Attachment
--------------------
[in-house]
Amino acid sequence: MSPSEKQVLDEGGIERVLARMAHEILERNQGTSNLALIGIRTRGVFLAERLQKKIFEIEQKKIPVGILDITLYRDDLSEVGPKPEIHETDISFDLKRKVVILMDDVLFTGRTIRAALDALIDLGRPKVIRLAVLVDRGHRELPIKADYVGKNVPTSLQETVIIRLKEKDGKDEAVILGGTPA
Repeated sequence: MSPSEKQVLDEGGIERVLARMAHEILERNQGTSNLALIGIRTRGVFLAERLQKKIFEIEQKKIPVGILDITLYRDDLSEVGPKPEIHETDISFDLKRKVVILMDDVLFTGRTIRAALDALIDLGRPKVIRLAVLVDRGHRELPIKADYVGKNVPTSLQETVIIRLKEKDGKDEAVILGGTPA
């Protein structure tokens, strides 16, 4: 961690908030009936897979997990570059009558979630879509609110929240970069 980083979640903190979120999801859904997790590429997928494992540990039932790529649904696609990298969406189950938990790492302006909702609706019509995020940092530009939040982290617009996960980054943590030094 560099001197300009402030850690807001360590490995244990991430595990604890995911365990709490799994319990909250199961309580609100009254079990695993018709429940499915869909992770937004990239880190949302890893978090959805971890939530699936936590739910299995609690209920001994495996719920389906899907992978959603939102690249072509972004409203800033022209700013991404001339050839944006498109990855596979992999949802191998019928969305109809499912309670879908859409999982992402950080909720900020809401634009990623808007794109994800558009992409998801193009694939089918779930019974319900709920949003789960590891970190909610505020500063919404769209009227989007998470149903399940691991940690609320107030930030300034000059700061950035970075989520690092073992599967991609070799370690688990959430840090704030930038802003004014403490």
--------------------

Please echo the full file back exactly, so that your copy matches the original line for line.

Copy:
[in-house]
Amino acid sequence: MSPSEKQVLDEGGIERVLARMAHEILERNQGTSNLALIGIRTRGVFLAERLQKKIFEIEQKKIPVGILDITLYRDDLSEVGPKPEIHETDISFDLKRKVVILMDDVLFTGRTIRAALDALIDLGRPKVIRLAVLVDRGHRELPIKADYVGKNVPTSLQETVIIRLKEKDGKDEAVILGGTPA
Repeated sequence: MSPSEKQVLDEGGIERVLARMAHEILERNQGTSNLALIGIRTRGVFLAERLQKKIFEIEQKKIPVGILDITLYRDDLSEVGPKPEIHETDISFDLKRKVVILMDDVLFTGRTIRAALDALIDLGRPKVIRLAVLVDRGHRELPIKADYVGKNVPTSLQETVIIRLKEKDGKDEAVILGGTPA
């Protein structure tokens, strides 16, 4: 961690908030009936897979997990570059009558979630879509609110929240970069 980083979640903190979120999801859904997790590429997928494992540990039932790529649904696609990298969406189950938990790492302006909702609706019509995020940092530009939040982290617009996960980054943590030094 560099001197300009402030850690807001360590490995244990991430595990604890995911365990709490799994319990909250199961309580609100009254079990695993018709429940499915869909992770937004990239880190949302890893978090959805971890939530699936936590739910299995609690209920001994495996719920389906899907992978959603939102690249072509972004409203800033022209700013991404001339050839944006498109990855596979992999949802191998019928969305109809499912309670879908859409999982992402950080909720900020809401634009990623808007794109994800558009992409998801193009694939089918779930019974319900709920949003789960590891970190909610505020500063919404769209009227989007998470149903399940691991940690609320107030930030300034000059700061950035970075989520690092073992599967991609070799370690688990959430840090704030930038802003004014403490």